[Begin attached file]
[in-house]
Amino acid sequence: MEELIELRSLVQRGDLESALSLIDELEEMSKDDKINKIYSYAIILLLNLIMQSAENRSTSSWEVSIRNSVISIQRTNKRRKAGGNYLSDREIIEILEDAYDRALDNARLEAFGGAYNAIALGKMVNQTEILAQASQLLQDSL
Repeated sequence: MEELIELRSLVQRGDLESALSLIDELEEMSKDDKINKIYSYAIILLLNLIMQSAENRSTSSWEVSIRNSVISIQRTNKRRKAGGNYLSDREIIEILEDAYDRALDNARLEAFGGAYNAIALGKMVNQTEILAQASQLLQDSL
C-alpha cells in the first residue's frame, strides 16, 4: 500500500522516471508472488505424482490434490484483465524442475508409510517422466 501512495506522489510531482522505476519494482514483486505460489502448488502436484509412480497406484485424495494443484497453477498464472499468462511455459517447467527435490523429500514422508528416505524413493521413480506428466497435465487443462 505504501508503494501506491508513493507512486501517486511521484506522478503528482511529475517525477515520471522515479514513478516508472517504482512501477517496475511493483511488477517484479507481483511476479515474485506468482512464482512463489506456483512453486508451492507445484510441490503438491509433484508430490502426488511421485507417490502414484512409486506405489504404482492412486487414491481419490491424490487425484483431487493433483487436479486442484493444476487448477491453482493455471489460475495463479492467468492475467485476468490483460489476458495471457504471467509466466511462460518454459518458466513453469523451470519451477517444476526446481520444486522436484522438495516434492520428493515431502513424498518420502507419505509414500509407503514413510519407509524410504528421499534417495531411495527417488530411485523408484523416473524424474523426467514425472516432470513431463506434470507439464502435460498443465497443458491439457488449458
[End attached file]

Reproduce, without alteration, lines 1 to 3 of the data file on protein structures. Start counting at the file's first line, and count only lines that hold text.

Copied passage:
[in-house]
Amino acid sequence: MEELIELRSLVQRGDLESALSLIDELEEMSKDDKINKIYSYAIILLLNLIMQSAENRSTSSWEVSIRNSVISIQRTNKRRKAGGNYLSDREIIEILEDAYDRALDNARLEAFGGAYNAIALGKMVNQTEILAQASQLLQDSL
Repeated sequence: MEELIELRSLVQRGDLESALSLIDELEEMSKDDKINKIYSYAIILLLNLIMQSAENRSTSSWEVSIRNSVISIQRTNKRRKAGGNYLSDREIIEILEDAYDRALDNARLEAFGGAYNAIALGKMVNQTEILAQASQLLQDSL